Globalization & Inflation

As noted yesterday, Traders were none too happy with BB’s testimony, setting them straight on the errors of their ways last week. 

The always astute Bill King points out that this should not have been a surprise. Bill notes that a speech the Chairman made earlier in the month at Stanford, Bernanke explicitely noted concerns about Globalization and his inflation worries:

"On the other hand, not all aspects of globalization and trade reduce inflation. For example, globalization has been associated with strong growth in some large emerging-market economies, notably China and India, and this growth likely has contributed to recent increases in the prices of energy and other commodities. During 2003-05, for example, China alone accounted for nearly one-third of the growth in both global real gross domestic product (GDP) and oil consumption.

It is difficult to assess the exact extent to which increased demand by developing countries has contributed to the run-ups in commodity prices in recent years, as these prices are also affected by supply conditions and other factors. However, one study estimated that, if the share of world trade and world GDP enjoyed by non-industrial countries had remained at its 2000 levels, then by 2005 real oil prices would have been as much as 40 percent lower, and real metals prices 10 percent lower, than they actually were (Pain, Koske, and Sollie, 2006).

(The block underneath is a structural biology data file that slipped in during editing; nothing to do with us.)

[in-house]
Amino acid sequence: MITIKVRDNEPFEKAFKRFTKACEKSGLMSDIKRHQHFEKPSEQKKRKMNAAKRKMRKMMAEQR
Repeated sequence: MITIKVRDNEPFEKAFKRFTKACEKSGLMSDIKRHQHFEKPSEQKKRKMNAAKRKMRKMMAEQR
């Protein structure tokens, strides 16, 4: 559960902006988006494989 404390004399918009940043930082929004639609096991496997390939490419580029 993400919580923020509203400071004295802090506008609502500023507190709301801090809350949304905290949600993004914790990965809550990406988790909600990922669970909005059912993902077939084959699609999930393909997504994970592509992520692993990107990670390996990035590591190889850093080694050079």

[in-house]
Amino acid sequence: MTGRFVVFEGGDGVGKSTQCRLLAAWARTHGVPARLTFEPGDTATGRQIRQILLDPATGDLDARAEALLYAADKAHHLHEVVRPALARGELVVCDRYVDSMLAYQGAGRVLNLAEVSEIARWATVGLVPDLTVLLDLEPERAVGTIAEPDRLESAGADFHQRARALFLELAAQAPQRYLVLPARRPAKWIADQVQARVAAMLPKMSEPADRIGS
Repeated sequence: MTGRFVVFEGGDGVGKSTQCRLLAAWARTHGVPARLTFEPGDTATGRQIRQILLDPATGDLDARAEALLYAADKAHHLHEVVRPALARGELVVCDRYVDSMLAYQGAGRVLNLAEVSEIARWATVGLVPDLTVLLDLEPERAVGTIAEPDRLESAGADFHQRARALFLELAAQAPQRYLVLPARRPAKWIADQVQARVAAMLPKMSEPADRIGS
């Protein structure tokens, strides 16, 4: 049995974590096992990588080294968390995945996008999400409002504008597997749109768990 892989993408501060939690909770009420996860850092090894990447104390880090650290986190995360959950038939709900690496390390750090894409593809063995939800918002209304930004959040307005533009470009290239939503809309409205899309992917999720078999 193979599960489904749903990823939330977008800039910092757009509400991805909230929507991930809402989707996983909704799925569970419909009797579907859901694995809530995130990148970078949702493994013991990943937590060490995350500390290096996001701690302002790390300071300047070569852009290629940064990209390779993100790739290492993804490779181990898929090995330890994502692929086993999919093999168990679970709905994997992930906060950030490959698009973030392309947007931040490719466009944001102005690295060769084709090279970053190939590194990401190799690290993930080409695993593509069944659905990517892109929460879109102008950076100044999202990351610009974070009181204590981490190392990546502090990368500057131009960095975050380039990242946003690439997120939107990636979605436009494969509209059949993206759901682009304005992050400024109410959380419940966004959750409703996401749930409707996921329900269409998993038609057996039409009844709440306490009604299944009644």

Accordingly, in the past several years, the effect of growth in developing economies on commodity prices has been a source of upward pressure on inflation in the United States and other industrial economies.

When the offsetting effects of globalization on the prices of manufactured imports and on energy and commodity prices are considered together, there seems to be little basis for concluding that globalization overall has significantly reduced inflation in the United States in recent years; indeed, the opposite may be true.   (emphasis added)

Chairman Ben S. Bernanke, March 2, 2007

Now, I am cherry picking a few paragraphs out of a 4324 word speech. And the Fed Chairman, like all economists, is two-handed.

However, a careful read of his full speech, along with some intelligent context, makes it clear that the Fed remains quite concerned about Inflation on the one hand, and slowing economy on the other. Pick a hand, and draw your own conclusions.


Globalization and Monetary Policy
Remarks by Chairman Ben S. Bernanke
At the Fourth Economic Summit, Stanford Institute for Economic Policy Research, Stanford, California
March 2, 2007

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